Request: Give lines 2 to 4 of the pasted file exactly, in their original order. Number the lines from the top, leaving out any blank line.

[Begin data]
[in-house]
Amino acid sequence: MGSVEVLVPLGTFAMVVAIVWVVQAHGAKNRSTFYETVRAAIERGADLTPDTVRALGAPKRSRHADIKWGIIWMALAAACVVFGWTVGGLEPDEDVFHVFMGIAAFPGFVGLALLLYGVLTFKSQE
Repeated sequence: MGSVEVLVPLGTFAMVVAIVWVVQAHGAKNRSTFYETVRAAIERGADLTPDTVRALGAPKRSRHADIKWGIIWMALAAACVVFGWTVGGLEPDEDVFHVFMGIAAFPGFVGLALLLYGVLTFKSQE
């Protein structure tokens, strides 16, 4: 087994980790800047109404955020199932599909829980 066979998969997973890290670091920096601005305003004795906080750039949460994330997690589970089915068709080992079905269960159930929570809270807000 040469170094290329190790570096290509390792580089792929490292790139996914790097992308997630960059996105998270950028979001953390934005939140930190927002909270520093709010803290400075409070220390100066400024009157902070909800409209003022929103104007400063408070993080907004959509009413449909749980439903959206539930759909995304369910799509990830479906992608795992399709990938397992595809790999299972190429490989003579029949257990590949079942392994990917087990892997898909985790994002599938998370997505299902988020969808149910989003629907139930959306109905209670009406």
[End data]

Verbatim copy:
Amino acid sequence: MGSVEVLVPLGTFAMVVAIVWVVQAHGAKNRSTFYETVRAAIERGADLTPDTVRALGAPKRSRHADIKWGIIWMALAAACVVFGWTVGGLEPDEDVFHVFMGIAAFPGFVGLALLLYGVLTFKSQE
Repeated sequence: MGSVEVLVPLGTFAMVVAIVWVVQAHGAKNRSTFYETVRAAIERGADLTPDTVRALGAPKRSRHADIKWGIIWMALAAACVVFGWTVGGLEPDEDVFHVFMGIAAFPGFVGLALLLYGVLTFKSQE
């Protein structure tokens, strides 16, 4: 087994980790800047109404955020199932599909829980 066979998969997973890290670091920096601005305003004795906080750039949460994330997690589970089915068709080992079905269960159930929570809270807000 040469170094290329190790570096290509390792580089792929490292790139996914790097992308997630960059996105998270950028979001953390934005939140930190927002909270520093709010803290400075409070220390100066400024009157902070909800409209003022929103104007400063408070993080907004959509009413449909749980439903959206539930759909995304369910799509990830479906992608795992399709990938397992595809790999299972190429490989003579029949257990590949079942392994990917087990892997898909985790994002599938998370997505299902988020969808149910989003629907139930959306109905209670009406």